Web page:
A Thrill Ride for Disney's Darrell Jodoin
For nearly a quarter century, engineer Darrell F. Jodoin has worked behind the scenes to help make Disney Parks and Resorts the most magical place on Earth.
Jodoin first joined Disney in 1990 as an "imagineer" to develop ride systems. Today, he leads the design and engineering team, overseeing a "cast" of more than 90 technical professionals in various engineering and administrative roles to support attractions at Disneyland Park and Disney's California Adventure Park. One of his most memorable projects was leading the team that designed and installed a rebuilt ride system for Space Mountain — the spacethemed, roller-coaster thrill ride — for Disneyland's 50th anniversary in 2005.
"I still very much enjoy the wide variety of technical challenges and helping my cast members succeed," he explains.
Jodoin '85 (B.S. engineering-mechanical engineering), who started his career at a small engineering firm, credits his undergraduate education in the College of Engineering and Computer Science for preparing him for the world of engineering.
"If I owe much in this life, it's to this place. Cal State Fullerton's engineering program provided me with a balance of theoretical studies in math, physics and engineering, coupled with opportunities to apply that knowledge in the various labs and participate in programs sponsored by the student chapter of the American Society of Mechanical Engineers," he states.
Jodoin was honored as the chapter's 1985 Student of the Year.
He chose Cal State Fullerton because of its accredited engineering degree programs, the campus was close to his home in La Mirada — where he still resides — and because his sister was a student. "She encouraged me to visit the campus, where I found it would meet my needs," says Jodoin, who worked to put himself through college.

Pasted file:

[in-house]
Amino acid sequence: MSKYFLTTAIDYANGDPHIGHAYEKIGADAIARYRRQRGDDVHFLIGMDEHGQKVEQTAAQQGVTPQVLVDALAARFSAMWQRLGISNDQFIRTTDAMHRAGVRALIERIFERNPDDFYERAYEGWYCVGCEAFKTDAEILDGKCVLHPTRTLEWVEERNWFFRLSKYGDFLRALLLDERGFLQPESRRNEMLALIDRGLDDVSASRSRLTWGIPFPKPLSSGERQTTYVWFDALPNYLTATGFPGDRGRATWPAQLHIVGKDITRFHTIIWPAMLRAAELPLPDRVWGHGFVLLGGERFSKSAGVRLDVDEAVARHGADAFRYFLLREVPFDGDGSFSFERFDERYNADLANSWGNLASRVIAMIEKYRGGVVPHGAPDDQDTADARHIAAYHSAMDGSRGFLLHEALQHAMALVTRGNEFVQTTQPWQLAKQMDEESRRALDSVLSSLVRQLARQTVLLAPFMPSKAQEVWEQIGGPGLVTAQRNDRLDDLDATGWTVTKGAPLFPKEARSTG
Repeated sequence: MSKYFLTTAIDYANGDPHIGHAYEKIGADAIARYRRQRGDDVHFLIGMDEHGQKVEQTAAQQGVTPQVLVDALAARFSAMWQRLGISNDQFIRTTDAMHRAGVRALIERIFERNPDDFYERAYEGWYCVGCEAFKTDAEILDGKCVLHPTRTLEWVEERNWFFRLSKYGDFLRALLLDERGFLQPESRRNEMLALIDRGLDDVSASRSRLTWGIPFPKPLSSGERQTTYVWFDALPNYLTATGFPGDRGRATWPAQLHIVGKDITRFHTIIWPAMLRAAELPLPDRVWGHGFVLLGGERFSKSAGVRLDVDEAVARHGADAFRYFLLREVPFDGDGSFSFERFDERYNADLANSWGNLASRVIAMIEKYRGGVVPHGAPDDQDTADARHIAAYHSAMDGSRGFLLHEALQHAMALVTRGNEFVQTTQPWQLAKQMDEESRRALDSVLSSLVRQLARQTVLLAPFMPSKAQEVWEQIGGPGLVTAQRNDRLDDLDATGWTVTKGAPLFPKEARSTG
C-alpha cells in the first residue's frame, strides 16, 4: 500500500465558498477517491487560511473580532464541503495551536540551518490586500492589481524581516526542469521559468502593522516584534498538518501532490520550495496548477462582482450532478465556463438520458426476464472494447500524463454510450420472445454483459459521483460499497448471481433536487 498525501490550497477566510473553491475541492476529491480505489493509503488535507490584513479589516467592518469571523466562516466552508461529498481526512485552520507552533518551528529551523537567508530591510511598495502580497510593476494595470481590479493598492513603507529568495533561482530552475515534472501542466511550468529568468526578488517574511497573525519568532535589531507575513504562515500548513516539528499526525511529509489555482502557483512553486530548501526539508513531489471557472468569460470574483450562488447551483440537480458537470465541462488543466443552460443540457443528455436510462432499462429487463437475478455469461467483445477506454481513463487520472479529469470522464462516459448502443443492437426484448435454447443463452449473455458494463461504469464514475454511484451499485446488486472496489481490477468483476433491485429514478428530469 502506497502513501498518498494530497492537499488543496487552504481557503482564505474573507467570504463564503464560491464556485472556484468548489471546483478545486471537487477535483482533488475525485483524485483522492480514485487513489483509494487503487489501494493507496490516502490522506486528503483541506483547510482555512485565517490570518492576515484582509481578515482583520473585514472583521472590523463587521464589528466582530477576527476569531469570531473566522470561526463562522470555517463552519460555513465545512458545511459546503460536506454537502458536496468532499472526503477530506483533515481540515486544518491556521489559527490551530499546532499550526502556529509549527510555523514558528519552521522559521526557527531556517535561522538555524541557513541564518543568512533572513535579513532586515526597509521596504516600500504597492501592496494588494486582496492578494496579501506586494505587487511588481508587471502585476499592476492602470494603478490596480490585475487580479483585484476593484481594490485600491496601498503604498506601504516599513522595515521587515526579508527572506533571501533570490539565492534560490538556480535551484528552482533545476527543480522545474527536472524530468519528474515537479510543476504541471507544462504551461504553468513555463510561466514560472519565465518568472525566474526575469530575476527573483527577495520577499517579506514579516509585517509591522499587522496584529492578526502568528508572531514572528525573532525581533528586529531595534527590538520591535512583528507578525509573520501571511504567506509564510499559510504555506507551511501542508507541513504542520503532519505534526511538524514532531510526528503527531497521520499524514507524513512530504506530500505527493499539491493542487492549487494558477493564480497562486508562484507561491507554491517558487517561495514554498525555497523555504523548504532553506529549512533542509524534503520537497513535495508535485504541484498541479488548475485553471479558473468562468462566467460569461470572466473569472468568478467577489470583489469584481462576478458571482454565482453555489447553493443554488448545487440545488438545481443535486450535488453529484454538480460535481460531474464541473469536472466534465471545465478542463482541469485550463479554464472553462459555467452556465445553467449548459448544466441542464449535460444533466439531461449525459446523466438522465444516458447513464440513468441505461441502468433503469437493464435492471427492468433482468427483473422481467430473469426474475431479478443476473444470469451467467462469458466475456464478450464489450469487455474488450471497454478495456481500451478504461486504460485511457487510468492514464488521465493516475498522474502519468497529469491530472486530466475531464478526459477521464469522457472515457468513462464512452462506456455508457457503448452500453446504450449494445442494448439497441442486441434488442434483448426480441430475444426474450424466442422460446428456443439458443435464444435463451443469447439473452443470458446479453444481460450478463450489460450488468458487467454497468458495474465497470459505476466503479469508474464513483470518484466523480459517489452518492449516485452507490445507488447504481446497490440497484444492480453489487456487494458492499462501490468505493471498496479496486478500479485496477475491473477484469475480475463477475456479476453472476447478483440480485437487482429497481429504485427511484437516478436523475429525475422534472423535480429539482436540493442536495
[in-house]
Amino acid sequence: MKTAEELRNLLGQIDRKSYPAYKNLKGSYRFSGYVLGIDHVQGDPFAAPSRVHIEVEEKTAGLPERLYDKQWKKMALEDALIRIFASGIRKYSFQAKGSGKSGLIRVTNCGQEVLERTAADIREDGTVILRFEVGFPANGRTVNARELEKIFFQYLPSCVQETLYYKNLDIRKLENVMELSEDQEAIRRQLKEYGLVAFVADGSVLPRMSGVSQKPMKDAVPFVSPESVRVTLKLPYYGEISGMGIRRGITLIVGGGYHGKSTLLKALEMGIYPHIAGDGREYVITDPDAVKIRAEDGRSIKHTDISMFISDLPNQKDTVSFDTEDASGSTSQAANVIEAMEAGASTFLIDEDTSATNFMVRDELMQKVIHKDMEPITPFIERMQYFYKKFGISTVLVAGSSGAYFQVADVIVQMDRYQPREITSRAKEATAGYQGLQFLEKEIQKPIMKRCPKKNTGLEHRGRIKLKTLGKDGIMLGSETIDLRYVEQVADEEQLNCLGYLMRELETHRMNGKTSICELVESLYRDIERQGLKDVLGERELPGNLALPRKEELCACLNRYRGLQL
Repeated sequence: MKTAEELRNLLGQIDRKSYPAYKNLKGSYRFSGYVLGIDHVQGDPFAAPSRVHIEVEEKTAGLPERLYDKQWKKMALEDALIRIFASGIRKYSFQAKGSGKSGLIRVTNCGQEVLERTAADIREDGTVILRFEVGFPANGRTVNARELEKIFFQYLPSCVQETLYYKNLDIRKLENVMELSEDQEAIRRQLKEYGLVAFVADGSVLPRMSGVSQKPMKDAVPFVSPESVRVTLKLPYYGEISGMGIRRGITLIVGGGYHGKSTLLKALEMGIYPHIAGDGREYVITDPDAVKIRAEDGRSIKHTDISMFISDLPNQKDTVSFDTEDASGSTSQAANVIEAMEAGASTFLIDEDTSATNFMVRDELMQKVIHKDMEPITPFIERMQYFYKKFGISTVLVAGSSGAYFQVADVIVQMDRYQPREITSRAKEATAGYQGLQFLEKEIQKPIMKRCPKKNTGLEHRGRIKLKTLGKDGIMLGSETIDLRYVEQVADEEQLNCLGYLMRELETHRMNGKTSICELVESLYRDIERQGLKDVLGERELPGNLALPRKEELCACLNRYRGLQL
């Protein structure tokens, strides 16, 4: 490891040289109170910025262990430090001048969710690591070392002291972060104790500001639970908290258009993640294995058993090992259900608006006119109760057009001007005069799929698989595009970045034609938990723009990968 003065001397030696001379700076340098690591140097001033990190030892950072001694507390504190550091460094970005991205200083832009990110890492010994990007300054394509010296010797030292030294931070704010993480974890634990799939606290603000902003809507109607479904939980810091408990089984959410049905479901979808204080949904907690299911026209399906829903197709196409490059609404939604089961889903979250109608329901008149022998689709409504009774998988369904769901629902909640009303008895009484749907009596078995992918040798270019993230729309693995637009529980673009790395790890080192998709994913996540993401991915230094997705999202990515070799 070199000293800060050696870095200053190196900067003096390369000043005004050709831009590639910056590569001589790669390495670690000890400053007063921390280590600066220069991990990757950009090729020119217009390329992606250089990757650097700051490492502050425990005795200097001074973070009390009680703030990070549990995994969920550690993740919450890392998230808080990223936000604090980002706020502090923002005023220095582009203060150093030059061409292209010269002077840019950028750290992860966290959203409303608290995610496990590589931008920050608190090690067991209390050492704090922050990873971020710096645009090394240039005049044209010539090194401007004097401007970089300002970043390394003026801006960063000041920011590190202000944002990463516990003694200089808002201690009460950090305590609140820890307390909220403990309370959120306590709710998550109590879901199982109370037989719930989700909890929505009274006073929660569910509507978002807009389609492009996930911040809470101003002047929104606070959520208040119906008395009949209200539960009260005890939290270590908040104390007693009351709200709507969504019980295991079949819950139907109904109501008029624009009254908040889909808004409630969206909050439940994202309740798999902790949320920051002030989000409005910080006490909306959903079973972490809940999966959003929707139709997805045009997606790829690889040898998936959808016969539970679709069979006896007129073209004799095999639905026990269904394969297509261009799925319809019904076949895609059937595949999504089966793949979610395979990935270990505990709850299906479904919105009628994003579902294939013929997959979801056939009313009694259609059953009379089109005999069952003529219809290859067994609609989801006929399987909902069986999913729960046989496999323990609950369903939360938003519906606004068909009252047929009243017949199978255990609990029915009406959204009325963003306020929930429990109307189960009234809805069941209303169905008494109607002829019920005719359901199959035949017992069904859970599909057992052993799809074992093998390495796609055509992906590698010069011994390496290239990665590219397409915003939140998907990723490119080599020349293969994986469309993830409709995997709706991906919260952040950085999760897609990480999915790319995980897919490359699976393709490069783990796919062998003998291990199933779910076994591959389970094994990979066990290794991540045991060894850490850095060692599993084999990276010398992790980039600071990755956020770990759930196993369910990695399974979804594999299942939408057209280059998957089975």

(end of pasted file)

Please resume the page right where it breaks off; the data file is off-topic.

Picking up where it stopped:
As a proud Titan, he tirelessly gives back by mentoring student engineers and serving on the ECS College Leadership Council and Mechanical Engineering Industry Advisory Board. Jodoin also participates in the college's Professor for a Day event, supports the women in engineering program and has been instrumental in securing Disneyland Resort grant funding for student senior design projects.
"Aside from developing our next generation of problemsolvers that we so desperately need to maintain our edge on innovation, I remember the desire to better understand what I could expect after graduation, but not having many resources to address those concerns," he explains of his interest in mentoring students.
The reward of encouraging future engineers is seeing them develop and succeed in their projects, studies and careers. "Students need our help to succeed in an increasingly competitive world. I believe alumni involvement just might be a tipping point for many students," he adds. "I think it's important to mentor all Cal State Fullerton engineering students to promote the students and the program. To have an impact on the diversity of the engineering community, we also must be mindful of the underrepresented, if we are to make a change."